Louise Bourgeois, Untitled, 2000. Image via www.guardian.co.uk

Psychoanalysis has never been one of my strongest areas but this exhibition clearly elucidates Bourgeois’s artistic development as she struggles to come to terms with her past.  Through her writings she records her emotions and anxieties, analysing the conflicting feelings of her three roles – artist, wife and mother.  They enable us to see how active her engagement with psychoanalysis was until the end of her life, defining the connections between her thought and sculptural processes.

Louise Bourgeois, Loose Sheet, c. 1957. Image courtesy of The Easton Foundation and via www.freud.org.uk

This exhibition is just the right size, neither too small nor too big – it’s a revelatory insight into Bourgeois through Freud and it sits perfectly in the wonderful, domestic setting of Freud’s house.

Louse Bourgeois: The Return of the Repressed is at the Freud Museum until 27 May 2012, www.freud.org.uk.

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Kenwood’s Closing…

13 Mar

I don’t often make it over to the Estorick Collection – a gallery which I still think is one of the most unknown and undervalued in London.  This afternoon I decided to take a break from the computer and drive to Canonbury.  I know the Estorick is shut on a Monday (having nearly been caught out in the past) but, be warned everyone, it is also shut on a Tuesday.  I arrived to find the gates locked.  I was not a happy bunny to say the least.

So the challenge arose to find somewhere to visit on the way home in order not to have a wasted journey.  My choices were Highgate Cemetery (but I didn’t really fancy walking around in the cold), Keat’s House, Freud’s House (also closed on a Tuesday (!)) or Kenwood House (one of my all time favourites).   Kenwood won!

If you haven’t been then this really is a must-visit property.  Known for its amazing summer concerts, which have not been without controversy over the past few years, and for having appeared in many films including Notting Hill, Kenwood, owned by English Heritage, is set in the parkland of Hampstead Heath.

Kenwood House. Image via www.english-heritage.org.uk

The house dates from the 1600s but, on acquisition by Lord Mansfield in 1754, was remodelled into what we see today by Robert Adam, who worked on the stucco frontages, the North Front portico, the library wing and the third storey.  It is acknowledged to be one of England’s greatest stately homes and an obvious identifier of Adam’s style; this was a terribly important commission for Adam due its position and would have propelled him into the awareness of the London aristocracy.  There have always been problems with his famous stucco exterior and Lord Mansfield apparently commented that it would have been cheaper to cover the whole front with marble.  Some of the details that are there today are replicated in fibre glass from Adam’s engraving.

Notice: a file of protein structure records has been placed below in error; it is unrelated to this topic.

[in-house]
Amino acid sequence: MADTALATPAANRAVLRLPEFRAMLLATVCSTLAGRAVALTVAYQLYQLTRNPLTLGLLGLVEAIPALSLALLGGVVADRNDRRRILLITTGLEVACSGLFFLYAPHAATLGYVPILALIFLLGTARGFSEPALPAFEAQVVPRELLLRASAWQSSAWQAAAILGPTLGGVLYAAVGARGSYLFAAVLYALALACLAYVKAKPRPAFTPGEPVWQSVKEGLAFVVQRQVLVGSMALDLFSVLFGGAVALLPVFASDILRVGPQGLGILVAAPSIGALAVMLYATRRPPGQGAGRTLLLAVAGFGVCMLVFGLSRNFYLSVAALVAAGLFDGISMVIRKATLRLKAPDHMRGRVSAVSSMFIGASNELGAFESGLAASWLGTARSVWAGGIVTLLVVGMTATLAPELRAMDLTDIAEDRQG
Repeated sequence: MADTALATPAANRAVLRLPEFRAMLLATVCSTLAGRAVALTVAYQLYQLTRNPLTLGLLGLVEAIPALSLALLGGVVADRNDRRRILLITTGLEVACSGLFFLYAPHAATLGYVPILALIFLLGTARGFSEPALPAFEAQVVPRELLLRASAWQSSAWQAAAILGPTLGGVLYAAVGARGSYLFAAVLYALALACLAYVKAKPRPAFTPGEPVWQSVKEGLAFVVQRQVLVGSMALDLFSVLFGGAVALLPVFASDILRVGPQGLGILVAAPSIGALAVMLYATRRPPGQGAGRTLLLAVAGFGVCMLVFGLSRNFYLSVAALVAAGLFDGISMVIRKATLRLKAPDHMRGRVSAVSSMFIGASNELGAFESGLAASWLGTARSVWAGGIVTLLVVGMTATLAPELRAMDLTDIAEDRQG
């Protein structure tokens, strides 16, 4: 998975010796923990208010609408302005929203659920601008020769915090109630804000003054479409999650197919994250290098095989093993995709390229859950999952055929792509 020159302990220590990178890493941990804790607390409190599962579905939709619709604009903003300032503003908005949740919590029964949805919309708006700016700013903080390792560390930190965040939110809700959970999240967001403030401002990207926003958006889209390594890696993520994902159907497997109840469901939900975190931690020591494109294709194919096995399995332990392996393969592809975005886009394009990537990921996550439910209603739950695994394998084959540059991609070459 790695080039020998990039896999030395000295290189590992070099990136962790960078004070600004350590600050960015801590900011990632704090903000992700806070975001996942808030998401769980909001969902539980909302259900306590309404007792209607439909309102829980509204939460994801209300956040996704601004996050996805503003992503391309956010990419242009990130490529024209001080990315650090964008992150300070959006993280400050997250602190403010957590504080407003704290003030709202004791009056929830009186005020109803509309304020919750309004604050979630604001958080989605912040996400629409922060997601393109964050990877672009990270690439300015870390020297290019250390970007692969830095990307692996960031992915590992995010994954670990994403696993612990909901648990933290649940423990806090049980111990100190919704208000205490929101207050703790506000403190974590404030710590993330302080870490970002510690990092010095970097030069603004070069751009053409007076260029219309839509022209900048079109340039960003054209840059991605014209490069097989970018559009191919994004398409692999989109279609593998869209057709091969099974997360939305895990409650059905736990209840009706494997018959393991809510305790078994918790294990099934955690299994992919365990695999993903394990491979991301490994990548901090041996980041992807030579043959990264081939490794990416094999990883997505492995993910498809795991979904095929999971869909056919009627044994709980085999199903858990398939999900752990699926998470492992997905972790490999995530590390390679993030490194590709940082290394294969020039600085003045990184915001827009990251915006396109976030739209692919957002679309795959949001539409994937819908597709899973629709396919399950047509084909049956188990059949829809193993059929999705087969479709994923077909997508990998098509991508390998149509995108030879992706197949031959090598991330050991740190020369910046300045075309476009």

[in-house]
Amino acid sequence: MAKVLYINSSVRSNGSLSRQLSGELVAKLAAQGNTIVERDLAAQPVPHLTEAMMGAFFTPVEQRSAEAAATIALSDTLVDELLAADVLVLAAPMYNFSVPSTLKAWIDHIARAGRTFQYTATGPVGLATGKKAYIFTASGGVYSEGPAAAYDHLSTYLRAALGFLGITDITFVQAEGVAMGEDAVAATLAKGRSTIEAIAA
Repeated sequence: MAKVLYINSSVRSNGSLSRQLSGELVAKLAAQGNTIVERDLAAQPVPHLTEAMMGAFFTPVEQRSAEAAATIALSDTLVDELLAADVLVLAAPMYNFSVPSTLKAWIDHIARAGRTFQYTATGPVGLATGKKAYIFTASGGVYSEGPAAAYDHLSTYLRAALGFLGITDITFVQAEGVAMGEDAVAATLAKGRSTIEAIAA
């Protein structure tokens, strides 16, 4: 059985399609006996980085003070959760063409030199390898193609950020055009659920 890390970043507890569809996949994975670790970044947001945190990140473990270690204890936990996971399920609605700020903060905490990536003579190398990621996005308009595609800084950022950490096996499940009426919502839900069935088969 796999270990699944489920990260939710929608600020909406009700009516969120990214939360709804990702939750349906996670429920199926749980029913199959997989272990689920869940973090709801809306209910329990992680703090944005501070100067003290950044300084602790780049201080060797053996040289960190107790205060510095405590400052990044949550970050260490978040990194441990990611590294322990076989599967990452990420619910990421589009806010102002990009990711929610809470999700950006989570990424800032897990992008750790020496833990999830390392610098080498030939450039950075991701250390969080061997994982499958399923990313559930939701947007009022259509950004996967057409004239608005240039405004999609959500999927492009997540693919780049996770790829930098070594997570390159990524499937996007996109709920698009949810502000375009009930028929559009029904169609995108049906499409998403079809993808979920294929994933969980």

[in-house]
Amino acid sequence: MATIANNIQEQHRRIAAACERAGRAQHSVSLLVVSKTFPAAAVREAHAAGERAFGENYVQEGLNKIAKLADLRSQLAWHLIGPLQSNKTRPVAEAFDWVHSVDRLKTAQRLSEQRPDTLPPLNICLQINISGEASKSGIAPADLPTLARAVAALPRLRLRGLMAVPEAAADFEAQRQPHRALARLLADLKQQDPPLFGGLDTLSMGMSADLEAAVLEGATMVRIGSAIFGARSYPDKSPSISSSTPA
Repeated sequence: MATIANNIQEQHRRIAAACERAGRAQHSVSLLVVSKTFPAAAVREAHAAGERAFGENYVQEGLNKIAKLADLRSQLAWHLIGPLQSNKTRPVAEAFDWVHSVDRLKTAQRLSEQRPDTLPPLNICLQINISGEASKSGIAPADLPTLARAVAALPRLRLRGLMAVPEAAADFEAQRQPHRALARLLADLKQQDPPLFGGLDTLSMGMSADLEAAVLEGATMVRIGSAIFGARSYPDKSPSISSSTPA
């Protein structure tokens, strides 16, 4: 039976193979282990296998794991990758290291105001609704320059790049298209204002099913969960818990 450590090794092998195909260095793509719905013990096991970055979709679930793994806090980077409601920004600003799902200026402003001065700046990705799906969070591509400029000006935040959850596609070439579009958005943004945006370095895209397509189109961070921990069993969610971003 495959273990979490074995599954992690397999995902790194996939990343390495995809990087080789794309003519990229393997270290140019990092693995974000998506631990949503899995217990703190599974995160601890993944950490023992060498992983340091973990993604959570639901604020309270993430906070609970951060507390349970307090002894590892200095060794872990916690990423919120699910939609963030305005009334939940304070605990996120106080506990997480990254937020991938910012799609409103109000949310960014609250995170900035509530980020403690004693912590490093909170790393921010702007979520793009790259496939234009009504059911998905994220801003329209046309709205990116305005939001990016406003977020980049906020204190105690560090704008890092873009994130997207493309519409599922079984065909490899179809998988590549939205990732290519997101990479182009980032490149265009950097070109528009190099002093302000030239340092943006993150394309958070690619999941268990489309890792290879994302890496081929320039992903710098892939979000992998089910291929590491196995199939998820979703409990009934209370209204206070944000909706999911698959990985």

Kenwood House. Own photograph.

Of course, the building has undergone many more changes since Adam’s involvement, including, in 1793, the addition of two wings by George Saunders that flank the entrance portico, but it still preserves the grandeur and elegance that Adam intended.

Kenwood House. Own photograph.

The library, then called the Great Room, is the epitome of Adam’s work, his tour de force and the house’s crowning glory.  It would have appeared even more splendid in the 18th century as the climax of Adam’s suite of rooms.  Remarkably, it remained nearly unaltered until 1922 when some of the furniture was sold at auction.  It’s yet another place where I did some work experience during which I helped to conserve and clean not only some of the paintings but the library.  Cleaning has never been top of my list of favourite things but there was a bit more to it than dusting and vacuuming.